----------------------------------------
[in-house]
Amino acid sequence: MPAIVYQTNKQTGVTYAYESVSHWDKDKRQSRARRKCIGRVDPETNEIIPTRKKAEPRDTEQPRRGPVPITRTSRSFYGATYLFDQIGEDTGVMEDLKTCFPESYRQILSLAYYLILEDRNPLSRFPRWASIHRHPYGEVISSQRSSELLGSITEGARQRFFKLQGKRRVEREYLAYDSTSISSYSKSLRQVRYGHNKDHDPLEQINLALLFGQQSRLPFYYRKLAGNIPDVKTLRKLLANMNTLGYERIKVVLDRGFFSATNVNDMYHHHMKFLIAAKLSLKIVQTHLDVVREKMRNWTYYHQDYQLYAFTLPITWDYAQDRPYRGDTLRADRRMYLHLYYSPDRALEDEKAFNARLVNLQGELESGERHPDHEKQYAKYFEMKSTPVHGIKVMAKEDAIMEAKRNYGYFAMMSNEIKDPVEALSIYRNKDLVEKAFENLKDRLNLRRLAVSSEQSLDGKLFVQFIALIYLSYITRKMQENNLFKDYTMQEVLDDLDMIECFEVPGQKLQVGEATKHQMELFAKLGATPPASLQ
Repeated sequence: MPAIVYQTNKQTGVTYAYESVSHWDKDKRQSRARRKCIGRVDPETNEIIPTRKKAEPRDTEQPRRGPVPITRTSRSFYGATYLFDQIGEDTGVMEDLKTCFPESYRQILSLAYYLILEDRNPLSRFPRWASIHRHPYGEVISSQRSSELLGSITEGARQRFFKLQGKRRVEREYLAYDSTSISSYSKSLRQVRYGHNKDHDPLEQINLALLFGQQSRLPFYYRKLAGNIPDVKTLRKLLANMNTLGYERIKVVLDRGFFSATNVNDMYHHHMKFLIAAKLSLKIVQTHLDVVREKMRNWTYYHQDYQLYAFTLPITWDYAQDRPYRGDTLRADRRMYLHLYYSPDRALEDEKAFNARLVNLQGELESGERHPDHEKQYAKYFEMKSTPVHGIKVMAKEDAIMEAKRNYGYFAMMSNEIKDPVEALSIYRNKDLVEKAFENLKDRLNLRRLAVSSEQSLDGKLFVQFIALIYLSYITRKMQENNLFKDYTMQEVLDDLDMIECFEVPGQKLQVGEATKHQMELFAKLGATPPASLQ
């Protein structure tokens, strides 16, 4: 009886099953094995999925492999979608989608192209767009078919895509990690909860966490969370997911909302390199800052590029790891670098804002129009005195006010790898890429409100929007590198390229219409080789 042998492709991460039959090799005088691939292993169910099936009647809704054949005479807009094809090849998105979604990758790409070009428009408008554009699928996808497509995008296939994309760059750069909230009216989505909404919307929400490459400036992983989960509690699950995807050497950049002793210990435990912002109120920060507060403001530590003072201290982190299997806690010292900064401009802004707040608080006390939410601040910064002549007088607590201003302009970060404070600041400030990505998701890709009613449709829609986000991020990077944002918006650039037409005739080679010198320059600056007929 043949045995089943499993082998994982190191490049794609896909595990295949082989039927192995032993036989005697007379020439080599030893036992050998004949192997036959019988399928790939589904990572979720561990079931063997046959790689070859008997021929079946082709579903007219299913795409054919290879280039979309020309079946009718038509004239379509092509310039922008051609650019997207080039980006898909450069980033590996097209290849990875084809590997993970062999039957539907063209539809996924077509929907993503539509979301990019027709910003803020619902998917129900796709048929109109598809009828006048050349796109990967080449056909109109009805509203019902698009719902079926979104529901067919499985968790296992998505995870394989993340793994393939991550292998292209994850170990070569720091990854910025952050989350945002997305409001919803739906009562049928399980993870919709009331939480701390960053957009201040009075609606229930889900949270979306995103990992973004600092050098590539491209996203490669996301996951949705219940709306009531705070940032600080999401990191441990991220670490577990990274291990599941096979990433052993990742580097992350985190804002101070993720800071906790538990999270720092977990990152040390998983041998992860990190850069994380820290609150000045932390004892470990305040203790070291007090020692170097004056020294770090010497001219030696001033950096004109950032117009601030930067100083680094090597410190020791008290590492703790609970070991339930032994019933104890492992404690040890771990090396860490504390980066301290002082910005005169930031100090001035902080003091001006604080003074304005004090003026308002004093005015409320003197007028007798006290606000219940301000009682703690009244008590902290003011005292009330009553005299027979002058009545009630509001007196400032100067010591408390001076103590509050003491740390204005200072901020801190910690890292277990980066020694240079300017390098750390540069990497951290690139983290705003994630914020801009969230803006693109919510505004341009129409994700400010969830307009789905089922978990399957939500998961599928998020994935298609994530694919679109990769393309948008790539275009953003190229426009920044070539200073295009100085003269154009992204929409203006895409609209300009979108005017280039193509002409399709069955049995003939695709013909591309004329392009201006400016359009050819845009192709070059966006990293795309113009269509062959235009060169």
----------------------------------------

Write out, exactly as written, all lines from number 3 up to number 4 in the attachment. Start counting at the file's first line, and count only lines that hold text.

Repeated sequence: MPAIVYQTNKQTGVTYAYESVSHWDKDKRQSRARRKCIGRVDPETNEIIPTRKKAEPRDTEQPRRGPVPITRTSRSFYGATYLFDQIGEDTGVMEDLKTCFPESYRQILSLAYYLILEDRNPLSRFPRWASIHRHPYGEVISSQRSSELLGSITEGARQRFFKLQGKRRVEREYLAYDSTSISSYSKSLRQVRYGHNKDHDPLEQINLALLFGQQSRLPFYYRKLAGNIPDVKTLRKLLANMNTLGYERIKVVLDRGFFSATNVNDMYHHHMKFLIAAKLSLKIVQTHLDVVREKMRNWTYYHQDYQLYAFTLPITWDYAQDRPYRGDTLRADRRMYLHLYYSPDRALEDEKAFNARLVNLQGELESGERHPDHEKQYAKYFEMKSTPVHGIKVMAKEDAIMEAKRNYGYFAMMSNEIKDPVEALSIYRNKDLVEKAFENLKDRLNLRRLAVSSEQSLDGKLFVQFIALIYLSYITRKMQENNLFKDYTMQEVLDDLDMIECFEVPGQKLQVGEATKHQMELFAKLGATPPASLQ
């Protein structure tokens, strides 16, 4: 009886099953094995999925492999979608989608192209767009078919895509990690909860966490969370997911909302390199800052590029790891670098804002129009005195006010790898890429409100929007590198390229219409080789 042998492709991460039959090799005088691939292993169910099936009647809704054949005479807009094809090849998105979604990758790409070009428009408008554009699928996808497509995008296939994309760059750069909230009216989505909404919307929400490459400036992983989960509690699950995807050497950049002793210990435990912002109120920060507060403001530590003072201290982190299997806690010292900064401009802004707040608080006390939410601040910064002549007088607590201003302009970060404070600041400030990505998701890709009613449709829609986000991020990077944002918006650039037409005739080679010198320059600056007929 043949045995089943499993082998994982190191490049794609896909595990295949082989039927192995032993036989005697007379020439080599030893036992050998004949192997036959019988399928790939589904990572979720561990079931063997046959790689070859008997021929079946082709579903007219299913795409054919290879280039979309020309079946009718038509004239379509092509310039922008051609650019997207080039980006898909450069980033590996097209290849990875084809590997993970062999039957539907063209539809996924077509929907993503539509979301990019027709910003803020619902998917129900796709048929109109598809009828006048050349796109990967080449056909109109009805509203019902698009719902079926979104529901067919499985968790296992998505995870394989993340793994393939991550292998292209994850170990070569720091990854910025952050989350945002997305409001919803739906009562049928399980993870919709009331939480701390960053957009201040009075609606229930889900949270979306995103990992973004600092050098590539491209996203490669996301996951949705219940709306009531705070940032600080999401990191441990991220670490577990990274291990599941096979990433052993990742580097992350985190804002101070993720800071906790538990999270720092977990990152040390998983041998992860990190850069994380820290609150000045932390004892470990305040203790070291007090020692170097004056020294770090010497001219030696001033950096004109950032117009601030930067100083680094090597410190020791008290590492703790609970070991339930032994019933104890492992404690040890771990090396860490504390980066301290002082910005005169930031100090001035902080003091001006604080003074304005004090003026308002004093005015409320003197007028007798006290606000219940301000009682703690009244008590902290003011005292009330009553005299027979002058009545009630509001007196400032100067010591408390001076103590509050003491740390204005200072901020801190910690890292277990980066020694240079300017390098750390540069990497951290690139983290705003994630914020801009969230803006693109919510505004341009129409994700400010969830307009789905089922978990399957939500998961599928998020994935298609994530694919679109990769393309948008790539275009953003190229426009920044070539200073295009100085003269154009992204929409203006895409609209300009979108005017280039193509002409399709069955049995003939695709013909591309004329392009201006400016359009050819845009192709070059966006990293795309113009269509062959235009060169």